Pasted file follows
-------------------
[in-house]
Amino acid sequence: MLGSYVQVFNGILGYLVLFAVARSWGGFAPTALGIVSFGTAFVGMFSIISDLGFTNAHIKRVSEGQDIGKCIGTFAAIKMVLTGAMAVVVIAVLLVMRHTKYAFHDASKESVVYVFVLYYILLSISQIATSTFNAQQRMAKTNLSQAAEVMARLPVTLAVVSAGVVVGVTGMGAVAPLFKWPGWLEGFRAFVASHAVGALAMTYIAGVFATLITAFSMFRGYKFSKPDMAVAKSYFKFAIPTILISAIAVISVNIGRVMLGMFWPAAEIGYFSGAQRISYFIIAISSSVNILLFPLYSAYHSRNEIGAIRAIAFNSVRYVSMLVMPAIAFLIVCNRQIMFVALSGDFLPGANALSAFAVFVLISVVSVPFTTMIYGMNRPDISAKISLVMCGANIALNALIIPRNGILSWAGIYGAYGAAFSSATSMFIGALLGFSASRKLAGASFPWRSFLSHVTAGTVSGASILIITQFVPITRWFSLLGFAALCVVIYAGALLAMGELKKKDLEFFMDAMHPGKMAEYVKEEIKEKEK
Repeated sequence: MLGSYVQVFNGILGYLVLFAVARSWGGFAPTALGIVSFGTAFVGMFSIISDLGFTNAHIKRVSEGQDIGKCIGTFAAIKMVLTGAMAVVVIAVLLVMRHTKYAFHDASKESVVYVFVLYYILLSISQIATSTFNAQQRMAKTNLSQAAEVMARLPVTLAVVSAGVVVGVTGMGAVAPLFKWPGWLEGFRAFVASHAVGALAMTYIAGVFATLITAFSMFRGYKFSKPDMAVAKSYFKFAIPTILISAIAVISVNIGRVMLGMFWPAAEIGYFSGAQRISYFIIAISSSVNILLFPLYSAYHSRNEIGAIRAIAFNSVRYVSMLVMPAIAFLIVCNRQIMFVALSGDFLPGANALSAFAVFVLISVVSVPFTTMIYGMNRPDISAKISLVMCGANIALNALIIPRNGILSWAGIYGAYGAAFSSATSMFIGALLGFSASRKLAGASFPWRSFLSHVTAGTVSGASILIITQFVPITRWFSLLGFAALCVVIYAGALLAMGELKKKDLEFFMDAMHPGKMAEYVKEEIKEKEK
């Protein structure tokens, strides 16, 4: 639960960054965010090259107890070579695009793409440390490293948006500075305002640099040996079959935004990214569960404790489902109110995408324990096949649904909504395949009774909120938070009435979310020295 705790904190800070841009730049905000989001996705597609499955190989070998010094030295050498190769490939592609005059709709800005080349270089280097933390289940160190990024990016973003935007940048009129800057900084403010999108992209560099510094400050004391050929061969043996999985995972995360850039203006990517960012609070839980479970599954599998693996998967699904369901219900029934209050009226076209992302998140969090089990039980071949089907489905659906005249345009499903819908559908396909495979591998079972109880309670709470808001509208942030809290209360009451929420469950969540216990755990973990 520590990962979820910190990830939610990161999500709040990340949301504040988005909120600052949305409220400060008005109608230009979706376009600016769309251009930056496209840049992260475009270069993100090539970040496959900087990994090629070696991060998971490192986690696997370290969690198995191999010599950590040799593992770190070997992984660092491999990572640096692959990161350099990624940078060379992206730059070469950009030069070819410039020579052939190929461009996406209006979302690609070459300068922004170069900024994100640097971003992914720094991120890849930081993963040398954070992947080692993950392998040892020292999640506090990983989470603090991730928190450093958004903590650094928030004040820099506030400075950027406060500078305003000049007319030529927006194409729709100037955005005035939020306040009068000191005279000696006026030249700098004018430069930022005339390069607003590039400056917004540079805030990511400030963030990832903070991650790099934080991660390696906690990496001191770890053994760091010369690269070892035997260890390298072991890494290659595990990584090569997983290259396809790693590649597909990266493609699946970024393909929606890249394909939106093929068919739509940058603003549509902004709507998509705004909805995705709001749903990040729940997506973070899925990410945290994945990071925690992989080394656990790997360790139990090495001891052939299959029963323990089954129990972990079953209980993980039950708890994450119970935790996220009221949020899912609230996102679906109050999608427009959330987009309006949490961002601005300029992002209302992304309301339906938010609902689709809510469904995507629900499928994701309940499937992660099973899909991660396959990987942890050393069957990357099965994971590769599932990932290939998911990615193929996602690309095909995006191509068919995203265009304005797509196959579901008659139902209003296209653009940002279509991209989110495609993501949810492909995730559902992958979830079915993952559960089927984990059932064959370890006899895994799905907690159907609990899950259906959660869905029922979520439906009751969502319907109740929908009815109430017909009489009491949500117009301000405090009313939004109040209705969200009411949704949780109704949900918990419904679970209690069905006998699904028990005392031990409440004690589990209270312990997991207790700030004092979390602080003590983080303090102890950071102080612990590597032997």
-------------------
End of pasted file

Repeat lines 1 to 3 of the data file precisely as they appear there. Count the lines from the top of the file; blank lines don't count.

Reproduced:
[in-house]
Amino acid sequence: MLGSYVQVFNGILGYLVLFAVARSWGGFAPTALGIVSFGTAFVGMFSIISDLGFTNAHIKRVSEGQDIGKCIGTFAAIKMVLTGAMAVVVIAVLLVMRHTKYAFHDASKESVVYVFVLYYILLSISQIATSTFNAQQRMAKTNLSQAAEVMARLPVTLAVVSAGVVVGVTGMGAVAPLFKWPGWLEGFRAFVASHAVGALAMTYIAGVFATLITAFSMFRGYKFSKPDMAVAKSYFKFAIPTILISAIAVISVNIGRVMLGMFWPAAEIGYFSGAQRISYFIIAISSSVNILLFPLYSAYHSRNEIGAIRAIAFNSVRYVSMLVMPAIAFLIVCNRQIMFVALSGDFLPGANALSAFAVFVLISVVSVPFTTMIYGMNRPDISAKISLVMCGANIALNALIIPRNGILSWAGIYGAYGAAFSSATSMFIGALLGFSASRKLAGASFPWRSFLSHVTAGTVSGASILIITQFVPITRWFSLLGFAALCVVIYAGALLAMGELKKKDLEFFMDAMHPGKMAEYVKEEIKEKEK
Repeated sequence: MLGSYVQVFNGILGYLVLFAVARSWGGFAPTALGIVSFGTAFVGMFSIISDLGFTNAHIKRVSEGQDIGKCIGTFAAIKMVLTGAMAVVVIAVLLVMRHTKYAFHDASKESVVYVFVLYYILLSISQIATSTFNAQQRMAKTNLSQAAEVMARLPVTLAVVSAGVVVGVTGMGAVAPLFKWPGWLEGFRAFVASHAVGALAMTYIAGVFATLITAFSMFRGYKFSKPDMAVAKSYFKFAIPTILISAIAVISVNIGRVMLGMFWPAAEIGYFSGAQRISYFIIAISSSVNILLFPLYSAYHSRNEIGAIRAIAFNSVRYVSMLVMPAIAFLIVCNRQIMFVALSGDFLPGANALSAFAVFVLISVVSVPFTTMIYGMNRPDISAKISLVMCGANIALNALIIPRNGILSWAGIYGAYGAAFSSATSMFIGALLGFSASRKLAGASFPWRSFLSHVTAGTVSGASILIITQFVPITRWFSLLGFAALCVVIYAGALLAMGELKKKDLEFFMDAMHPGKMAEYVKEEIKEKEK